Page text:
BW: The album is very autobiographical. I mean, there’s like ten minutes of jokes up top and then the next 45 are pretty much from when I was a little kid to when I got kicked off SNL. It’s like a straight story split into bits. I like storytelling. I think it resonates more. At the end of the night, you’re going to remember story if it hit close to home. Personally, I remember stories more and enjoy that more. When you see me doing ten minutes, I never really get into the pocket of being able to do that, so it’s mostly jokes and messing around with the idea of comedy. Screwing with the mics and going behind the stage. When you have an hour, it’s easier to just be yourself, get into a groove and normal.

 

MC: It’s fun because we clearly both respect and admire Hedberg, but we also love Kinane and both their styles are different, yet we remember their stuff very well.

BW: Yeah. Hedberg was personal within his jokes. All his jokes are personal jokes. He talked about drugs, which he did. He talked about how much he loves candy bars. He was just the best comedian, to me. He knew himself as a person through those jokes he was telling.

 

MC: I’ll have to listen to those albums again. It just usually feels like a barrage of jokes, but you’re right, I feel like I know him well by the end of it. There’s always that personal touch.

BW: I mean, I’m just better at stories anyway. Besides, I think that’s where comedy is going right now. It’s the least hack thing you can do. Your stories are yours. Nobody can be like “Hey you stole that bit about stuffing your dick in your brother’s mouthwash.”

 

MC: I’d like to get a little more specific about the album. I know here the album cracked the top ten. How’s the album been received so far?

BW: I think people really liked it. I think it made it up to number two, behind Kinane’s over here in the US, which is cool. It’s never a bummer to lose out to Kyle Kinane because he is the absolute best. People like it. I don’t know. Nobody has come up to me to tell me they disliked it, which is cool. And it’s nice of them to keep it to themselves, if they did dislike it. I don’t know. Hopefully, it’s a hard record to dislike because it’s so personal. “This dude is talking about his life.”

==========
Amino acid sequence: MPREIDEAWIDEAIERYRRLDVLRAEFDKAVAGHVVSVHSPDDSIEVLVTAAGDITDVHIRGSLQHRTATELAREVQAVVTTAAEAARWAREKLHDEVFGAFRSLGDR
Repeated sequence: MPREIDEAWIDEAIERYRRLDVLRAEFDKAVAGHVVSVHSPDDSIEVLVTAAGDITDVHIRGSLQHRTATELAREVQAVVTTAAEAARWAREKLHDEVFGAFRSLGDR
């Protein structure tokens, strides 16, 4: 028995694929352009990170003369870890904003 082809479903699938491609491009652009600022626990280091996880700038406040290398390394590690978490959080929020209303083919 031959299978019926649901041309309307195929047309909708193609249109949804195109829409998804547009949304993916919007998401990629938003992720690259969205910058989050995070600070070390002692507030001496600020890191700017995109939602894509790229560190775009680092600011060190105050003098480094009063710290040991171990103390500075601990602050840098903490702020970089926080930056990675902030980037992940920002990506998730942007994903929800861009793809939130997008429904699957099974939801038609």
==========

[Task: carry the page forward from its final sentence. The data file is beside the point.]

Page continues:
MC: I will say this. I knew I had to get some work done and I decided to listen to the album for a bit for the third time. I told myself “Okay, I’m only going to listen to the first like three tracks,” then I ended up listening to the whole thing again. The flow is fantastic. That’s a great thing about it.

BW: Thanks, man. When I was looking at the jokes I wanted to do, they kind of fell right into place. There’s a real A to Z of my life. I don’t know what to do with the next one — I don’t know how I’ll be able to make it flow as well as this one. I don’t know we’ll see.

 

MC: It’s definitely a good concern to have. It motivates you.

BW: Flow-wise, it was what I wanted. We’ll see what I do for the next one, because right now I have no clue.

 

MC: Well, I assume you’re in the process of turning it over.

BW: Yeah, I’ve got 30 new minutes I really like.

 

MC: Wow, already 30 minutes!

BW: That’s part of why I wanted to put the album out! I was doing almost like two different shows on weekends because I got so bored.

 

MC: I’m excited that you’ll be coming back to see what you’ve been working on.

BW: I mean, the stuff I kept off the album are maybe sillier act-outs that wouldn’t play well on audio. I didn’t want to do any visual jokes, except for the opening thing where I do that to mess with the idea that it’s a CD recording.

 

MC: It’s a soft open, you’re addressing the recording.

BW: That was kinda like ripping off Hedberg. He always did jokes about recording a CD on the albums.

 

MC: Yeah, man. Tons of comics end up using that to kinda set up the audience. It’s such a power move on that audience. Do you listen to comedy albums?

 BW: Well, I listened to a couple before recording mine. I listened to like Kumail [Nanjiani]’s or Pete Holmes’ or [John] Mulaney’s. Then I was like, “I should listen to some bad ones, too.” It was bumming me out because I was thinking “I’m not doing what they’re doing.”

 

MC: What bit has gotten the biggest response so far? Has anybody come up to you to tell you which joke is their favourite?

BW: I think the one that most people talk about is “tournaments and brackets stuff”. It’s about how I’d create lists. I was just a weird little kid, but people relate to it like, “Oh my God, I did that, too.”

 

MC: Well, that’s actually the one I have written down here, haha. I think it was also one that I hadn’t heard yet, which may have been why it stands out to me. But it’s such a compact bit. It’s a solid little story, you play with voices and stuff. It’s a definite stand-out on the album.

BW: I like that bit a lot because it’s just me being a creepy, creepy, little kid.

 

MC: I want to ask about what else you’re working on. What’s next for Brooks Wheelan?

BW: I moved back out to Los Angeles and now I’m working on trying to write a TV show. So that’s the goal right now. We’ll see. I’ll be doing stand-up and hopefully I can do some Comedy Central stuff. Just keep going on for the next hour. Whatever that is.

 

MC: You’ve got such a nice optimism for the unknown in all this.

BW: Yeah, man. It’s the greatest. I have a little bit of money and my job is to be a comedian. I get to drive around, see the world and fucking do this thing I’ve always dreamed of doing. I won the lottery. People were like “What a bummer, you got fired from SNL! What’s next?” I just get to say, “Not much, I just get to go back to doing my dream, again.”

MC: That’s lovely. Thanks so much again for doing this.

 

Keep an eye out for Brooks Wheelan this summer at Just for Laughs and his upcoming show on April 30 at the Comedy Nest.